chicago bust

Eye of the Bhogi freedomroot at gmail.com
Sat Jun 24 00:00:56 EDT 2006


   By MONICA DAVEY and ERIC FERKENHOFF
Published: June 22, 2006

CHICAGO, June 21 — Hundreds of law enforcement officers raided a public
housing project here shortly after dawn on Wednesday, taking aim at what
they described as a sophisticated drug ring that may be responsible for some
of 70 recent fatal overdoses in Chicago and its suburbs.
 <http://www.nytimes.com/2006/06/22/us/22raid.html#secondParagraph>
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David
Klobucar/Chicago Tribune

Chicago officers taking a suspect into custody in a raid prompted by dozens
of fatal heroin overdoses.
 Related Officials Seeking Source of Lethal Heroin
Mixture<http://www.nytimes.com/2006/06/15/us/15heroin.html>(June 15,
2006)

The overdoses were caused by fentanyl, a dangerously potent heroin additive
that has also led hundreds of other people to overdose in cities including
Detroit, Camden, N.J., and Philadelphia. The authorities here said they
viewed Wednesday's action as a first significant attack on what has become
the deadliest drug combination in years.

The raid, by some 400 federal and local officers, was carried out at the
Dearborn Homes, on the South Side. There, officials said, they seized a
variety of drugs including some 200 pounds of heroin, which will be tested
for the presence of fentanyl.

Twenty-five people were arrested in Chicago, most at the project, along with
at least one other in Texas and at least one other in Akron, Ohio. That is
in addition to five who were already in custody here.

Still others remain at large, among a total of nearly 50 people charged by
prosecutors with conspiracy to possess and distribute heroin, fentanyl,
crack cocaine and marijuana.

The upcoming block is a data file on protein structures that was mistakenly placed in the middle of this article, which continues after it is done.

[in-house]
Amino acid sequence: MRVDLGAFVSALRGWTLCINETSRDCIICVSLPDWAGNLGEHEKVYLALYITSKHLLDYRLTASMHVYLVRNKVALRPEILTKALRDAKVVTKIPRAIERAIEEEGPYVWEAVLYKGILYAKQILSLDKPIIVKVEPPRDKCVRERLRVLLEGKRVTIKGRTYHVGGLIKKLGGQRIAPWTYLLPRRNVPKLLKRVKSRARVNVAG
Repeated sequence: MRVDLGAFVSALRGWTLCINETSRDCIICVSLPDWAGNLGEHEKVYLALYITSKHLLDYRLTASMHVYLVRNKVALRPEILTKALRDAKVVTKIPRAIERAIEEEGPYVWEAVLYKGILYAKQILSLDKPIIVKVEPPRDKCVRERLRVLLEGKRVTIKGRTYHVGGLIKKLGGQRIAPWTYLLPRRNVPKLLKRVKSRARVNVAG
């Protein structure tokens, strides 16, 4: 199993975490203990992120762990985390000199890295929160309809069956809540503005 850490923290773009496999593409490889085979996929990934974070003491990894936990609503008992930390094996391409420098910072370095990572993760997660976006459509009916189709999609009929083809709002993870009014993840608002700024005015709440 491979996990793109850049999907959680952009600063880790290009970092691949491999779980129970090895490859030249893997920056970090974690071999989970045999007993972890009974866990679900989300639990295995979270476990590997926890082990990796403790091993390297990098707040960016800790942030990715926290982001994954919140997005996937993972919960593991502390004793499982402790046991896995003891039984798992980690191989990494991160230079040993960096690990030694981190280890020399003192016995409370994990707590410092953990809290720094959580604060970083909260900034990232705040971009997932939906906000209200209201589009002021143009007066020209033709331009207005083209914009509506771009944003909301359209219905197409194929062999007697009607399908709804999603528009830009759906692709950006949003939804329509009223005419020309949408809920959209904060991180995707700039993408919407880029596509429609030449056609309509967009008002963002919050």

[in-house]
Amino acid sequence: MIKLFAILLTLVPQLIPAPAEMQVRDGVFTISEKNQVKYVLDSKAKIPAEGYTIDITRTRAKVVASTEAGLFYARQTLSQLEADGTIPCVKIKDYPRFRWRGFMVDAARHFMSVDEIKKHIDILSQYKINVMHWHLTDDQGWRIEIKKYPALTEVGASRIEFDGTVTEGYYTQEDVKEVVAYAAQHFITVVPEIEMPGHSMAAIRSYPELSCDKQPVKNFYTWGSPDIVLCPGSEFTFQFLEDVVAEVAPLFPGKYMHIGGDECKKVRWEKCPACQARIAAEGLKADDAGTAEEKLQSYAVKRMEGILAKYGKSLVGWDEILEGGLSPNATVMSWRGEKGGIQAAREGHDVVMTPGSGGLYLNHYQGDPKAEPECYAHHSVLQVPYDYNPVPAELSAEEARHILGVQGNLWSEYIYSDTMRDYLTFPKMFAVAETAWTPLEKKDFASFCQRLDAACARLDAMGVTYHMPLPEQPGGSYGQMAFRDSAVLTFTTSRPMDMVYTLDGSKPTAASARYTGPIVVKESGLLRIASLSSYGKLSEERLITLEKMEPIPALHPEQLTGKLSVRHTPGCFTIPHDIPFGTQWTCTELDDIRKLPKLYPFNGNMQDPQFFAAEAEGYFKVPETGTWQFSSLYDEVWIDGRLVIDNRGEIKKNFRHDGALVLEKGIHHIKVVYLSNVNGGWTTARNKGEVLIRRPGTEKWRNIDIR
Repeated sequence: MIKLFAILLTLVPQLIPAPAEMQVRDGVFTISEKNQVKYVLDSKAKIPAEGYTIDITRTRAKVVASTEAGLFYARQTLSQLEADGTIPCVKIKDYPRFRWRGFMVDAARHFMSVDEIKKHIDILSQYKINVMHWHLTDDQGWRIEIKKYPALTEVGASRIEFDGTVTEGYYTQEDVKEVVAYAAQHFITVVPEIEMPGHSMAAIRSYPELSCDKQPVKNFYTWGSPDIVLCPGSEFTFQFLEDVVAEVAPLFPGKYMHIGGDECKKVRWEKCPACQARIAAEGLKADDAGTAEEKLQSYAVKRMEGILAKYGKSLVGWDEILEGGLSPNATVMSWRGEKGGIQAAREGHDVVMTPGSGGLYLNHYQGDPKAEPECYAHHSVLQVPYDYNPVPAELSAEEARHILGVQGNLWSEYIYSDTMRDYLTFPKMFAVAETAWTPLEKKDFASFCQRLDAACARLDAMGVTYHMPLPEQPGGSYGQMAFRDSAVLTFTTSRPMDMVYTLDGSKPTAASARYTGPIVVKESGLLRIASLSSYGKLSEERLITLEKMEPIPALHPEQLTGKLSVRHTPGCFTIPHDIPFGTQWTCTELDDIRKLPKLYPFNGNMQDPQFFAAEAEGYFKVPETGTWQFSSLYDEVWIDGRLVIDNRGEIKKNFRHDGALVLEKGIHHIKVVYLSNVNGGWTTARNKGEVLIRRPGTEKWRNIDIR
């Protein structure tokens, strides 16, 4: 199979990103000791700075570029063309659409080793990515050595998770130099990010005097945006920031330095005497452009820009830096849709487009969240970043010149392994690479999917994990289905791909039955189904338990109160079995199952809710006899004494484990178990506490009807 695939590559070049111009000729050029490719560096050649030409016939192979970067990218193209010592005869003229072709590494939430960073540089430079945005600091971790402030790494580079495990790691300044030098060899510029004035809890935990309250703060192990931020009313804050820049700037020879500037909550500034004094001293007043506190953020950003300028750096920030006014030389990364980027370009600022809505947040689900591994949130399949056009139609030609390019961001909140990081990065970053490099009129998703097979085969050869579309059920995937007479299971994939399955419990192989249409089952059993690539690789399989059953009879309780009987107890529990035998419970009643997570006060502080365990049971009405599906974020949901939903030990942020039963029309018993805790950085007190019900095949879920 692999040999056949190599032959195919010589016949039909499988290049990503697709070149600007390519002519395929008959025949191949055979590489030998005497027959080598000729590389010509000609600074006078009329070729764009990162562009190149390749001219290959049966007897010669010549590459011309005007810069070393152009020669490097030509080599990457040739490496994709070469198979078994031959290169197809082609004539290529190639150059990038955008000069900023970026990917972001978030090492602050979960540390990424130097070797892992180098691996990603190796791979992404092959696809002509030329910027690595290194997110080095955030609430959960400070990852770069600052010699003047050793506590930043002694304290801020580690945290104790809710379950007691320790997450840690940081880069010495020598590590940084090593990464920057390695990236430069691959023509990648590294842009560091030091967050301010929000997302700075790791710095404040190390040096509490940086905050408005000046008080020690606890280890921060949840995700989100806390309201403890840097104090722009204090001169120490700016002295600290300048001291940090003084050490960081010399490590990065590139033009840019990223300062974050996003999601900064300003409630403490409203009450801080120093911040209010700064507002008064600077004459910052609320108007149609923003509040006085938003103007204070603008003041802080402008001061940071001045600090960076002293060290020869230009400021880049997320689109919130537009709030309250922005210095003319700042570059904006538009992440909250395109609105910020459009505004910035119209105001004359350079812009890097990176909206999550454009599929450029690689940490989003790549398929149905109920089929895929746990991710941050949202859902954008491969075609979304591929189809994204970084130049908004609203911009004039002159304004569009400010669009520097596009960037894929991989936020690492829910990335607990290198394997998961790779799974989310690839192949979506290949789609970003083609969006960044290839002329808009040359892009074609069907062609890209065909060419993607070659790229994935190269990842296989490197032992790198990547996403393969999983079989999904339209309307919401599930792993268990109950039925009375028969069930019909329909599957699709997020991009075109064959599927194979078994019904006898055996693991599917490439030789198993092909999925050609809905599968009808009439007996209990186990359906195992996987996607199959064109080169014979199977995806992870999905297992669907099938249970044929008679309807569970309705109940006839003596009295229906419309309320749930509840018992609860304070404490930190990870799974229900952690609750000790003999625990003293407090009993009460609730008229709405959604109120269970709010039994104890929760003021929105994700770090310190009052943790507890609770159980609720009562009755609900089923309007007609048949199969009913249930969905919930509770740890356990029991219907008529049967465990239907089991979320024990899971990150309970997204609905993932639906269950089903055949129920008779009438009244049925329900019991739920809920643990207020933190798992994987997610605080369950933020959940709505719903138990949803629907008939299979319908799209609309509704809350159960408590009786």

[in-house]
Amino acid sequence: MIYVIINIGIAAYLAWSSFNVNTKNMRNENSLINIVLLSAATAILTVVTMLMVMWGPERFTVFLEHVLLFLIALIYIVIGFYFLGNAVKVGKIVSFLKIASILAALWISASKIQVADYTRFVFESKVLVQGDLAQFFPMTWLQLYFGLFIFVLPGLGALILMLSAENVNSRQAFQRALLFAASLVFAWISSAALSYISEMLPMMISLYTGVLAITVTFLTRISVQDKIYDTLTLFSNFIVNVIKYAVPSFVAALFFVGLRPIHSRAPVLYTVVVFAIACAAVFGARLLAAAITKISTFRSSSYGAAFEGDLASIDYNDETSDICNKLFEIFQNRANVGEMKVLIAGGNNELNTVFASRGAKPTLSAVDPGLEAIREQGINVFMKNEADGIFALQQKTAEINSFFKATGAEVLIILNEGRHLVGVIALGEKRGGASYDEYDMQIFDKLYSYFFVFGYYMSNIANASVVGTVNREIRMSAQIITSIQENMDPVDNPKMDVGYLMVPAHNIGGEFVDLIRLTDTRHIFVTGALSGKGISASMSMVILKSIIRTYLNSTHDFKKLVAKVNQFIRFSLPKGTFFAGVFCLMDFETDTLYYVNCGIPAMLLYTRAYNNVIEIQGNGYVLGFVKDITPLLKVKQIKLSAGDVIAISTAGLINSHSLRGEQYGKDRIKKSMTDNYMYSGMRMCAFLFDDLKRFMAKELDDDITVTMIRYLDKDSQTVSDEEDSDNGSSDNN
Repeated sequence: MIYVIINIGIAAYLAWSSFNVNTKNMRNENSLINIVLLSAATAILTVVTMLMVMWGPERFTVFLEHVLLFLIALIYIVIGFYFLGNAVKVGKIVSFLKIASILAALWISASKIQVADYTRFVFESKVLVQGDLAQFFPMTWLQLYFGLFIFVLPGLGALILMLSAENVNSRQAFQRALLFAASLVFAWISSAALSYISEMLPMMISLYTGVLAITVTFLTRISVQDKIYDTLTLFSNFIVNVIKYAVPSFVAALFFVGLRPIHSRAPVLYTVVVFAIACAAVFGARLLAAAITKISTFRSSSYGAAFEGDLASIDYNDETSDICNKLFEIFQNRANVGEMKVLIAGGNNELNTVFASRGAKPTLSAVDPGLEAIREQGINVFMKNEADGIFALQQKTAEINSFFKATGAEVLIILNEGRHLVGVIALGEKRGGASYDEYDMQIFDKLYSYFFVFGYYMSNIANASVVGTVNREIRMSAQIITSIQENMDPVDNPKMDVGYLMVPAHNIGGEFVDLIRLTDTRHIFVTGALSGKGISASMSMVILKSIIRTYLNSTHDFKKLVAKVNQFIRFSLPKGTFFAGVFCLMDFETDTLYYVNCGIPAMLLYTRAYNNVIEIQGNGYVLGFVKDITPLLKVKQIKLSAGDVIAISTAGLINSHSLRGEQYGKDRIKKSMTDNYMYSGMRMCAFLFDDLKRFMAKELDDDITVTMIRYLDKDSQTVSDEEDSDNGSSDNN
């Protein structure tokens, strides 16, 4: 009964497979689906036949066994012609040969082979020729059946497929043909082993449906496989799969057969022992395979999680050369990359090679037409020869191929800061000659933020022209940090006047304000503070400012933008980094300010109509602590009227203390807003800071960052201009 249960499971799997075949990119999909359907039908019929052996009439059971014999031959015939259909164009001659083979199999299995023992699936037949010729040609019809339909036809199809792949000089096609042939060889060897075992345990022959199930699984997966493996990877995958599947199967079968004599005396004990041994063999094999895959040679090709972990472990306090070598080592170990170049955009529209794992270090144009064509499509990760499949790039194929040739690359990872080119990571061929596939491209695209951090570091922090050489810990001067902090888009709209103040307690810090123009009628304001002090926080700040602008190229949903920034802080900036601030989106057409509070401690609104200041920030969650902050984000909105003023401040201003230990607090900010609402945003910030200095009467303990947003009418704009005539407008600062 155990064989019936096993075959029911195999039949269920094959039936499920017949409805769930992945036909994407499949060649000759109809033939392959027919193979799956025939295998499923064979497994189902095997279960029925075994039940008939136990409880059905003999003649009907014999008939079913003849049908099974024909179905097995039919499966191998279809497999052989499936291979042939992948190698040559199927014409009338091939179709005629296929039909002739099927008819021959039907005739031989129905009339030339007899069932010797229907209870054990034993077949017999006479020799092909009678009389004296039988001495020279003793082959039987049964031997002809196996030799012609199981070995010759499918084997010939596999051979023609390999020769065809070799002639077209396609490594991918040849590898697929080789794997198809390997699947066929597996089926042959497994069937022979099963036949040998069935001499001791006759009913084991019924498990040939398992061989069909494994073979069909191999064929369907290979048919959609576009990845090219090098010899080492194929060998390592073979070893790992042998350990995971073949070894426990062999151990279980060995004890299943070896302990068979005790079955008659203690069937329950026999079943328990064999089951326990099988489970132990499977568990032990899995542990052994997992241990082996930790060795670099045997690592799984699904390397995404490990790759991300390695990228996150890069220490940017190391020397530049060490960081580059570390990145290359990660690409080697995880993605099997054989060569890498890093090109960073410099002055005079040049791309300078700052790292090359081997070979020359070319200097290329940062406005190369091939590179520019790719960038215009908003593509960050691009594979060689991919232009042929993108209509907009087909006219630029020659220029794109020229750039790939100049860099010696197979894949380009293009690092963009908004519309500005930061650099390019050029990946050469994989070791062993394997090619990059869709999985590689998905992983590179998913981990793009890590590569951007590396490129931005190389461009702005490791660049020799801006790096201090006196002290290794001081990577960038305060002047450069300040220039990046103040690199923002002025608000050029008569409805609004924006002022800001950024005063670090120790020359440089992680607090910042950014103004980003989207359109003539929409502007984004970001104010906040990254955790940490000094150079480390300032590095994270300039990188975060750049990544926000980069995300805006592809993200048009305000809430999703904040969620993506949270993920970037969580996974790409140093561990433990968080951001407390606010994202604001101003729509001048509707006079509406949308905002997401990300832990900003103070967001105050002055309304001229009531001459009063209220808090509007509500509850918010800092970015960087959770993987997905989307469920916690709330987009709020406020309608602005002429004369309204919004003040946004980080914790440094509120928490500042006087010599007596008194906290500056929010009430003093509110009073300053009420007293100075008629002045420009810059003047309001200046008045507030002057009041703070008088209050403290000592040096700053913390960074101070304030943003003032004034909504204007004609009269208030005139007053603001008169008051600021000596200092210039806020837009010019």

The prosecutors described a complex system of sales and marketing within the
project by the Mickey Cobras, a street gang. Dealers had to obtain rights to
sell their own particular recipe of heroin and other substances by paying a
tax to the gang's leadership, said Gary S. Shapiro, first assistant United
States attorney. Several of the eight names of recipes, or "brands," seemed
themselves to promise extreme danger: Reaper, Drop Dead and Lethal
Injection.

Fentanyl, a painkiller dozens of times as potent as morphine, is added to
enhance heroin's effect. Though warnings concerning a variety of fatal
heroin mixtures have been issued over many years, the police and drug
experts say they fear that the recent overdoses involving fentanyl, much of
which has been traced to Mexico, may suggest a larger network and thus a
broader problem.

The authorities said that none of the people arrested Wednesday had yet been
directly tied to the fatal overdoses here, but that the investigation was
continuing. A number of the deaths occurred in or near the Dearborn Homes.

An hour before the raid began, Timothy Ogden, associate special agent in
charge of the Drug Enforcement
Administration's<http://topics.nytimes.com/top/reference/timestopics/organizations/d/drug_enforcement_administration/index.html?inline=nyt-org>Chicago
office, warned officers about what they might expect if they were to
find fentanyl, large amounts of which can attack the respiratory system.

"It is dangerous to the touch," Mr. Ogden told the waiting officers. "You
can overdose by simply touching the stuff and touching it to your eyes, your
nose."

Among those arrested was James Austin, whom the authorities described as a
leader of the Mickey Cobras, and Tashika Sledge, a Chicago police officer,
whom they accuse of protecting gang members by telling them about police
activities. The others arrested, the prosecutors said, included members of
the gang's "board of directors," those who had their own heroin brands and
lower-level workers, from "shift supervisors" of the trade to transporters.

The raid took place as parallel investigations proceeded elsewhere. In
Wisconsin, officials of the Milwaukee County Medical Examiner's Office said
Wednesday that they planned to re-examine six deaths caused by heroin
overdoses this year to see whether fentanyl might have been involved.
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